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The Bikeability Trust
Formation2017 (2017)
Legal statusRegistered charity
Executive Director
Emily Cherry

Bikeability is the Department for Transport’s national award provider for cycle training in England.[1] Primarily for children and young people, it is a progressive programme where riders will first master cycle handling skills in motor-traffic-free environments (Level 1), then develop their skills and confidence to cycle on single-lane roads and simple junctions with mostly moderate motor traffic flows (Level 2), before tackling busier/ or faster roads, and complex junctions (Level 3). After completing the training, Bikeability cyclists receive a booklet, a badge and a certificate to recognise training completion. The certificate also identifies areas for further practice as noted by the instructor.

The programme itself is based upon on the National Standard for Cycle Training.[2] This is a UK Government standard created by the Department for Transport and approved by the Cycle Training Standards Board. The national standard for cycle training is there as a statement of competent cycling and cycling instruction. The National Standard sets out the skills and understanding needed to cycle safely and responsibly and to enable others to cycle. The standard provides the basis for Bikeability and a range of adult cycle training schemes.

Core training programme[edit]

Bikeability training is organised and delivered locally by registered Bikeability providers, and predominantly takes place at schools (Years 5–7). The core training itself is divided into three levels. Level 1 consists of two modules with four activities delivered over two hours. Level 2 has three modules with eight activities delivered over six hours. Finally, Level 3 has two modules with four activities delivered over two hours. In terms of course ratios, the maximum riders per instructor for Level 1 is twelve, for Level 2 it is six, and for Level 3 it is three.

At Level 1, new riders learn to:

  • Prepare themselves for a journey
  • Check the cycle is ready for a journey
  • Set off, pedal, slow down and stop
  • Pedal (including looking behind, cycling one handed, turning and controlling speed)[3]

At Level 2, riders learn to:

  • Cycle safely and responsibly
  • Identify and respond to hazards
  • Start and stop on-road journeys
  • Maintain suitable riding positions
  • Share the road with others and communicate with other road users
  • Comply with signals, signs and road markings
  • Manage risk when cycling
  • Negotiate junctions (pass side roads, turn at T junctions, and crossroads and roundabouts if present)[4]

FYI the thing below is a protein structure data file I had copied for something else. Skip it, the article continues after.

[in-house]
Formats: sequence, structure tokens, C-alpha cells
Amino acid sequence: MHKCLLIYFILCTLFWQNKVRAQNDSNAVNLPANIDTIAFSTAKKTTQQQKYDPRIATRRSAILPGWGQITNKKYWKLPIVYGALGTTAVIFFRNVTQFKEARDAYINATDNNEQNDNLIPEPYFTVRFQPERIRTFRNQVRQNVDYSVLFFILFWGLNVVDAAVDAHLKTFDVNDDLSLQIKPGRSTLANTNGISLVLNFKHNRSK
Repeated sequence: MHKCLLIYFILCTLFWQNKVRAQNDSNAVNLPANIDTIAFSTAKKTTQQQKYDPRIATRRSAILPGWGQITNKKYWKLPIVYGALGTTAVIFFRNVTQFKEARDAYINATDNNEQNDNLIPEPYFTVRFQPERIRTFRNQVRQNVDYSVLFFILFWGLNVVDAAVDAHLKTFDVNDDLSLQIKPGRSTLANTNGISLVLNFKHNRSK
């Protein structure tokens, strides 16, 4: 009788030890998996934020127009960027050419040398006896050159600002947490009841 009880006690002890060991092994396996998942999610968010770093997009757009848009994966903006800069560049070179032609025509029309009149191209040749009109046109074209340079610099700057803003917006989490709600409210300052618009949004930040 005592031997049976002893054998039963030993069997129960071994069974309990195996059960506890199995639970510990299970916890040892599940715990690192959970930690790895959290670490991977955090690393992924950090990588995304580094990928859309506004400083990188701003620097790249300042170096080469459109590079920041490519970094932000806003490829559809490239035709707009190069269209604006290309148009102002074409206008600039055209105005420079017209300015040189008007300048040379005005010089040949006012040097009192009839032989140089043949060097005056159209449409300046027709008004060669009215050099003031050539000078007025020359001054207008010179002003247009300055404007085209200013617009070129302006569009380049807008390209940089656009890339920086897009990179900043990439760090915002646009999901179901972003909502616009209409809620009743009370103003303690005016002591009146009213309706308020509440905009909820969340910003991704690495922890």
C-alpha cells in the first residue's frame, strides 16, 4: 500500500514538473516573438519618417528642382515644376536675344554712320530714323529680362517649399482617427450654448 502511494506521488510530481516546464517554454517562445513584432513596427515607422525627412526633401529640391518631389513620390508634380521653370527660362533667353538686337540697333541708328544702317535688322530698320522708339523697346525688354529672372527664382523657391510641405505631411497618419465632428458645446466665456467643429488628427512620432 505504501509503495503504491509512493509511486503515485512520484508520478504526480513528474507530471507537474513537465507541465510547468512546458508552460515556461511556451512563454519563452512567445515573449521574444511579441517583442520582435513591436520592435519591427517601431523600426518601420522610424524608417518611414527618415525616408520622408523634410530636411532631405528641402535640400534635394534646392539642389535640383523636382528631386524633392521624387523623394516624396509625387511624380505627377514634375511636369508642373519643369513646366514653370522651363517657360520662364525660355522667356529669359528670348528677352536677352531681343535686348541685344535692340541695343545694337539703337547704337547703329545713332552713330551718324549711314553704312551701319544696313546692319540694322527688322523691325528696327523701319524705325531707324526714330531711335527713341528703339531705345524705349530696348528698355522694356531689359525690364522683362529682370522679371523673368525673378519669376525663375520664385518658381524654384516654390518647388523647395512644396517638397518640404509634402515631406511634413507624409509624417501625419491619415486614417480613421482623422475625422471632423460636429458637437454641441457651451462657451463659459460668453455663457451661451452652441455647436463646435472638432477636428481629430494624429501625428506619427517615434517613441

At Level 3, riders learn to:

  • Plan a journey
  • Plan to and ride assertively everywhere cycling is permitted
  • Maintain suitable riding positions
  • Cooperate with and respect other road users (including avoiding driver blind spots and riding with others)
  • Pass queuing traffic and use junctions controlled by traffic lights (if present)
  • Use cycle infrastructure and multi lane roads (if present)
  • Ride on roads with speeds above 30 mph (if present)[5]

Bikeability Plus[edit]

In addition to the three Bikeability Levels, Bikeability Plus is a series of 10, free-standing modules designed to ensure that children and families are given the opportunities, skills, and guidance needed to make cycling a part of their everyday life. They are intended to complement and support Bikeability training (Levels 1, 2 and 3) which is aimed at improving the cycling skills and confidence of trainees who can already ride.[6]

In particular, the modules have been developed to address some of the ‘barriers’ to getting children cycling. For instance, they help to get non-riders riding, parents involved and supportive, those without access to a working bike included, and provide knowledge about local cycling routes/opportunities to enable continued cycling after training.

Administration and management[edit]

Bikeability is administered by The Bikeability Trust; a charitable organisation aiming to advance the cycling education of the public (in particular young children). The Trust itself manages, develops and promotes Bikeability, and is responsible for distributing The Bikeability award materials.[7] Bikeability is funded by the Department for Transport and delivered through registered training providers. In order to be able to use the Bikeability name and to be able to award Bikeability badges, a training provider must be registered with the Bikeability Trust. In addition, a Bikeability provider must provide evidence that it has appropriate insurance, child protection policies and risk assessment processes.


  1. ^ "What is Bikeability?". British Cycling. Retrieved 11 June 2019.
  2. ^ "National Standard for Cycle Training?". GOV.UK. Retrieved 13 June 2019.
  3. ^ "Bikeability Level 1". Bikeability. Retrieved 20 August 2019.
  4. ^ "Bikeability Level 2". Bikeability. Retrieved 28 August 2019.
  5. ^ "Bikeability Level 3". Bikeability. Retrieved 28 August 2019.
  6. ^ "Bikeability Plus". Bikeability. Retrieved 28 August 2019.
  7. ^ "Bikeability Trust". Bikeability Trust. Retrieved 20 August 2019.

External links[edit]